• APS Careers The APS Careers page has a wealth of resources on job exploration, and we will be adding more PER-specific resources in the months to come. We especially recommend the Professional Guidebook as relevant across all physics careers, including PER. 
  • APS Career Mentoring Fellows The APS Career Mentoring Fellows program includes Fellows with experience in a variety of career pathways, including PER,  who can provide career guidance to undergraduate students.
  • PER programs There is no central list of all institutions or individuals conducting physics education research. However, there are a few places you can look: 

Articles about PER graduate and career paths


Who is working in PER?

Profiles of Physics Education Researchers

The APS Physicist Profiles page includes many physicists in educational fields. A degree in PER prepares you well for a variety of careers in education.

  • Ramón Barthelemy. After a graduate degree in PER, Ramón conducted research on equity issues, served as a policy fellow, consulted in the private sector, and then became an assistant professor.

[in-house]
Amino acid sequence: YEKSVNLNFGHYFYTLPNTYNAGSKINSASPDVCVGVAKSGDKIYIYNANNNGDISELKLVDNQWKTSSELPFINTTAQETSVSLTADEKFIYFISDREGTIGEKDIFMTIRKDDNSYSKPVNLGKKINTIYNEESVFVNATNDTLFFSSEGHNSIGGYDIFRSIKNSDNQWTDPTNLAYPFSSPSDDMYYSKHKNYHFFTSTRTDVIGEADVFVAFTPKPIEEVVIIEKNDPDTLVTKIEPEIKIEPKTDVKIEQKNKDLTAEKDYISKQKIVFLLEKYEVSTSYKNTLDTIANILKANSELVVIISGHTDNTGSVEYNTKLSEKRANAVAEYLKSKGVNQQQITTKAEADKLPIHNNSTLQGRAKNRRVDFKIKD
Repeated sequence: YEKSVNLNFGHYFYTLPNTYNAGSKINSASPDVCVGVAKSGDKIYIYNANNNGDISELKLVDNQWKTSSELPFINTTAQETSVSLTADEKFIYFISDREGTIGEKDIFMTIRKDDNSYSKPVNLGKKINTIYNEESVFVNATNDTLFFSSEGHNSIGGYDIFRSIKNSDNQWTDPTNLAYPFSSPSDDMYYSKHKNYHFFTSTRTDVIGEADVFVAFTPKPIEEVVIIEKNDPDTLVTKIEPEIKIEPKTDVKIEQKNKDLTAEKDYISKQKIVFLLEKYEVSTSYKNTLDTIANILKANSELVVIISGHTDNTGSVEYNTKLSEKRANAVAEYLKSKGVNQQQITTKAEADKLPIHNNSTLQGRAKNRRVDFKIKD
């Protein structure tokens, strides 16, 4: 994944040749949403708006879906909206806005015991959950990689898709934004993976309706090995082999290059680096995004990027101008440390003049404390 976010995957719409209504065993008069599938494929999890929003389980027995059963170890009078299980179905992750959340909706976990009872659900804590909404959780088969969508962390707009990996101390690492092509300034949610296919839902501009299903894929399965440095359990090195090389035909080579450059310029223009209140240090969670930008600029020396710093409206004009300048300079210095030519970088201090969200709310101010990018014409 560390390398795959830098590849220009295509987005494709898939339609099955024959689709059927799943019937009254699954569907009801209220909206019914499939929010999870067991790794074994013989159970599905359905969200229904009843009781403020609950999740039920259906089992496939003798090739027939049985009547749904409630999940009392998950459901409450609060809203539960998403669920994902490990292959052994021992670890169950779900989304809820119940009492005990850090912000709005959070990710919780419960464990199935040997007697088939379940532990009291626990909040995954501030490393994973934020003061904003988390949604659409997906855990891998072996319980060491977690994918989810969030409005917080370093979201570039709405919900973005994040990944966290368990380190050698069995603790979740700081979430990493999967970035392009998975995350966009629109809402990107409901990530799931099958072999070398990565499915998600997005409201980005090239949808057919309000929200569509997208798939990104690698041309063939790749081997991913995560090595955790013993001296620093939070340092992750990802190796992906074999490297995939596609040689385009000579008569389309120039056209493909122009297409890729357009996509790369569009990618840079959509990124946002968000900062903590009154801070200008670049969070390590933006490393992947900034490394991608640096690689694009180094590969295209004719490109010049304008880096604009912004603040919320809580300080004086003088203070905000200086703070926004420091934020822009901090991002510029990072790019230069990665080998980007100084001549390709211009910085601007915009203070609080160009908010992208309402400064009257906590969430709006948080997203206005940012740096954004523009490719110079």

• Desiré Whitemore. After a graduate degree in laser physics, Desiré’s work in outreach led her to teacher professional development in a museum setting. 
  • Jacqueline Benitez. After an undergraduate degree in astronomy and work in a planetarium, Jacqueline tried an internship in an Education Department. This led to a job as a distance learning education specialist, teaching K-12 science classes remotely.

    The AAPT Member Spotlight includes many people with a focus in PER. Below are some relevant profiles since 2020, and their positions as of 2022.

    • Alice Olmstead. After a graduate degree in PER specializing in instructional change, Dr. Olmstead is now a professor at Texas State University, San Marcos with a research program in STEM instructional improvement.
    • Angela Little. After graduate work in physics, Dr. Little shifted to PER and currently works as a consultant in equity-related projects and a PER researcher at Michigan State University.
    • Rachel Scherr. After a graduate degree in PER, Dr. Scherr is a professor of physics at University of Washington Bothell and studies student learning of energy.